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Spring session of Parliament commences online

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  • The first online session opened with 70 percent attendance
  • There is an urgent need for the government to amend the 2020 state budget, cut all tolerable election expenses, limit the spread of disease, and postpone the parliamentary elections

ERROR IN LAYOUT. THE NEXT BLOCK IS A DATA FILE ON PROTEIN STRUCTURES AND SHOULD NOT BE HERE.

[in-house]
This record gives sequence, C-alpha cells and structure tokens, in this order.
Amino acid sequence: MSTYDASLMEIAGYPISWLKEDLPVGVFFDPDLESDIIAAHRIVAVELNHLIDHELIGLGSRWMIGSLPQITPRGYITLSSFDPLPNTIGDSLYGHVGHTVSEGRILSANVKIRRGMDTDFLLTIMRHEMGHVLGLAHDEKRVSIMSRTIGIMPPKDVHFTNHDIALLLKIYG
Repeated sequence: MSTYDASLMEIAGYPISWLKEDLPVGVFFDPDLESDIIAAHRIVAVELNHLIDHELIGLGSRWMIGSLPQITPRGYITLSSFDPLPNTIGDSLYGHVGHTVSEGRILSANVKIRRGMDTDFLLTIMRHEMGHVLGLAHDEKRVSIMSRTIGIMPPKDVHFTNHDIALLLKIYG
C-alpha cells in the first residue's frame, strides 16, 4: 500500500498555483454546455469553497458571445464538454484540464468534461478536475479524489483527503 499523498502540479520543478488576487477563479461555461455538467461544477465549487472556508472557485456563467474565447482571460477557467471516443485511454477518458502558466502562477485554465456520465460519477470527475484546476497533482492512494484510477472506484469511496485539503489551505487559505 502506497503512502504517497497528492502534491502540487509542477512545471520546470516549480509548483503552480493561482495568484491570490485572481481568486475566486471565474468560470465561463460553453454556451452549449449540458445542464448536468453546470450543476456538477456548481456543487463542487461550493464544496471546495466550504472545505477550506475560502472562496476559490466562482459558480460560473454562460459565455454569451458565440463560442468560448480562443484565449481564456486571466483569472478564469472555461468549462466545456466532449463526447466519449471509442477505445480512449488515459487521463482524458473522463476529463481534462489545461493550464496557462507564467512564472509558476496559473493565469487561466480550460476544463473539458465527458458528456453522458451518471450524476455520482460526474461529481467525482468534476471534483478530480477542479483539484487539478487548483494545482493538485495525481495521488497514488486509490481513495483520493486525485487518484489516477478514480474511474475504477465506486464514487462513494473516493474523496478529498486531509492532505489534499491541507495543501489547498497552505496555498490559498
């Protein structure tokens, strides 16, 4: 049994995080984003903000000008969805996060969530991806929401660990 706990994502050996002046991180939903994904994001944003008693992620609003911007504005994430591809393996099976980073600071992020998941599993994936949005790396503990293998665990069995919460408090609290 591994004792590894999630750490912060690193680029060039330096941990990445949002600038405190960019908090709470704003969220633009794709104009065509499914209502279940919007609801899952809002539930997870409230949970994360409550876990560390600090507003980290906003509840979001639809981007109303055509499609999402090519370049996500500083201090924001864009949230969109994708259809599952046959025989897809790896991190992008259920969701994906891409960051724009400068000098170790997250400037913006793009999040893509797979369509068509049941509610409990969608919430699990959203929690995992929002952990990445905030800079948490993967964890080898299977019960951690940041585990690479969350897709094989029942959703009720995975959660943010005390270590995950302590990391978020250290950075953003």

On Monday, the opening ceremony of the 2020 spring session of the Parliament was held online following the recommendations of the State Emergency Commission and the World Health Organization. The online session started with 70 percent attendance. The opening of the spring session was attended by the President of Mongolia Battulga Khaltmaa and the Prime Minister of Mongolia Khurelsukh Ukhnaa, while representatives of other international organizations, governmental agencies, and heads of foreign embassies participated online. Parliament Speaker Zandanshatar Gombojav opened the 2020 spring session, emphasizing that it is starting within the legal period amid unprecedented situation in the history of the world and the Mongolian parliament. He said, “There were no food shortages. Production and supply of masks and disinfectants have increased. The Bank of Mongolia has decided to reduce its policy interest rate and reduce mortgage payments of 65,000 people by three months. Mandatory reserve and asset classification procedures have been eased and a set of exemptions has been implemented. The loan and interest rate of the target group has been postponed as well. ”Falling oil prices, financial market crisis, and rising unemployment rate due to the COVID-19 are warning governments to focus on low-risk decisions, highlighted the President of Mongolia Battulga Khaltmaa. “There is an urgent need for the government to amend the 2020 state budget, cut all tolerable election expenses, limit the spread of disease, and postpone the parliamentary elections. If the coronavirus infection gets out of control and spreads further, the health sector of Mongolia could collapse,” he added.